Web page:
Thursday, July 31, 2014

IDENTICAL FORECASTS for the Weather and U.S. Economy


The New York Times rushed this news story into its headlines: "Bouncing Back, Economy Grew 4% for Quarter"  

It included the rosy prospects, that [Economy] "rebounded strongly in the second quarter of the year, shaking off the negative effects of an unusually harsh winter and stirring hopes that it might finally be establishing a solid enough footing to put the lingering effects of the recession squarely in the past.  During the first quarter, output shrank at a rate of 2.1 percent, less than had been reported. The department had earlier said that first-quarter output fell 2.9 percent."

... then effused, "[Controversial leader] Obama heralded the positive economic news on a visit to Kansas City, MO."

"Democrats are hoping to use the signs of an improving economy as a selling point in the run-up to midterm elections as proof their policies are working."

Then why this economic data, released today, July 31?
Lovingly lifted from  ZeroHedge

We warned last month that under the covers, Chicago PMI looked a lot weaker than the headlines and this morning's collapse confirms that. Against expectations of a small rise to 63.0, Chicago PMI plunged from 62.6 to 52.6 (13-month lows) for the biggest miss on record. 

According to the release itself, "A monthly fall of this magnitude has not been seen since October 2008 ." The was an 8 standard-deviation miss from analyst expectations. New orders, inventory, production, order backlogs, and prices paid all dropped (but employment rose?). This is the biggest 2-month drop since Lehman (and 2nd biggest since 1980). We await the seasonal adjustment "correction" as MNI get the call from Yellen.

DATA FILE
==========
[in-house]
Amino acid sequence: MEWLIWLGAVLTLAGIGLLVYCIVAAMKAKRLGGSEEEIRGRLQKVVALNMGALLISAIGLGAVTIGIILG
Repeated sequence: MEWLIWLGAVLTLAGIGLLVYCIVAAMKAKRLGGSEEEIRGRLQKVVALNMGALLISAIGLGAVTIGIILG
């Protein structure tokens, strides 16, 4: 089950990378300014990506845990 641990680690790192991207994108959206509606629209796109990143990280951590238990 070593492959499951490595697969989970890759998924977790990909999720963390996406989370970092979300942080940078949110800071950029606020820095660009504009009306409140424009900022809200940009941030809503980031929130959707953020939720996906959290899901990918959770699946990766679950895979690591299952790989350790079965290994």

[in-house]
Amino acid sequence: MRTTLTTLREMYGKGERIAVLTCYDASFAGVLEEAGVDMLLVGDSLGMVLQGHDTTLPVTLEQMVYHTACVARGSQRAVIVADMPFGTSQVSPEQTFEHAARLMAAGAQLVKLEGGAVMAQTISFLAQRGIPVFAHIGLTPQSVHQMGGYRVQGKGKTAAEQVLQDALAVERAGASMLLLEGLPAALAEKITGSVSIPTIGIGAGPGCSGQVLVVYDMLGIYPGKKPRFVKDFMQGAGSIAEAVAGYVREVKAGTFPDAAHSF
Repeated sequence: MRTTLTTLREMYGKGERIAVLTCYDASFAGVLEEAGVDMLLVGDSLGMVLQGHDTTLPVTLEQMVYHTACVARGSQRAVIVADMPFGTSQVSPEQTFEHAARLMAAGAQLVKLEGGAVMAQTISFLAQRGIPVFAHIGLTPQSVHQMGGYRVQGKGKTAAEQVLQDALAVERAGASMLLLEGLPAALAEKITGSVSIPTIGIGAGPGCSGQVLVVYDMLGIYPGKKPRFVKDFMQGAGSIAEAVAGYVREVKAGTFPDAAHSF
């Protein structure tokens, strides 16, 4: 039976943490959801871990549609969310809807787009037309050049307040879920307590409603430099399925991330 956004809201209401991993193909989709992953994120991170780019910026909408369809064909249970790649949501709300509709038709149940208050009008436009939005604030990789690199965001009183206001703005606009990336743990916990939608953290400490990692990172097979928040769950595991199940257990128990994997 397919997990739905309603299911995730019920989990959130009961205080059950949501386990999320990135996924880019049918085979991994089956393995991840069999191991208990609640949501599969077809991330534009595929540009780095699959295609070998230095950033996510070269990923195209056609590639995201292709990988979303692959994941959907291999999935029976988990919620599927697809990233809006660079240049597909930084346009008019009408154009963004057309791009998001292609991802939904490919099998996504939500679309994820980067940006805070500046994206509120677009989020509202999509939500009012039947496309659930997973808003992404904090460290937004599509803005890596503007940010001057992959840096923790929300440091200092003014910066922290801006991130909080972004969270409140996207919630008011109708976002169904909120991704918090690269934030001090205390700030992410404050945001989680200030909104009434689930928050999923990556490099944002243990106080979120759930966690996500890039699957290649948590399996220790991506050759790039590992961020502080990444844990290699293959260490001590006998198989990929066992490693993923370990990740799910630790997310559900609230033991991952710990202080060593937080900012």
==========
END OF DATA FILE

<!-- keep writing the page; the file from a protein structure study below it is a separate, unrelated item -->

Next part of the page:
With a 20% chance of thunderstorms, accompanied by huge lightning bolts from outta nowhere.

But, this caveat from the good folks at the Bureau of Economic Analysis (BEA)

      The Bureau emphasized that the second-quarter advance estimate released today is based on source data that are incomplete or subject to further revision by the source agency (see the box on page 3 and "Comparisons of Revisions to GDP" on page 10).  The "second" estimate for the second quarter, based on more complete data, will be released on August 28, 2014.
    The increase in real GDP in the second quarter primarily reflected positive contributions frompersonal consumption expenditures (PCE), private inventory investment, exports, nonresidential fixed investment, state and local government spending, and residential fixed investment.  Imports, which are a subtraction in the calculation of GDP, increased.

I suggest that the NYT itself, offers the truth of the fluffed-up numbers:  so that Dems will have something to point to, leading up to the November mid-term elections... AS THE GRAPH ABOVE POINTS OUT HAPPENED, THOUGH TO A LESSER DEGREE, ALSO IN 2012.

Stay tuned, because on August 28, 2014, this 4% number will be going down.  By how much?  I'd say by 1% or slightly more; giving 2014 GDP a net growth of Zero for 2 quarters.

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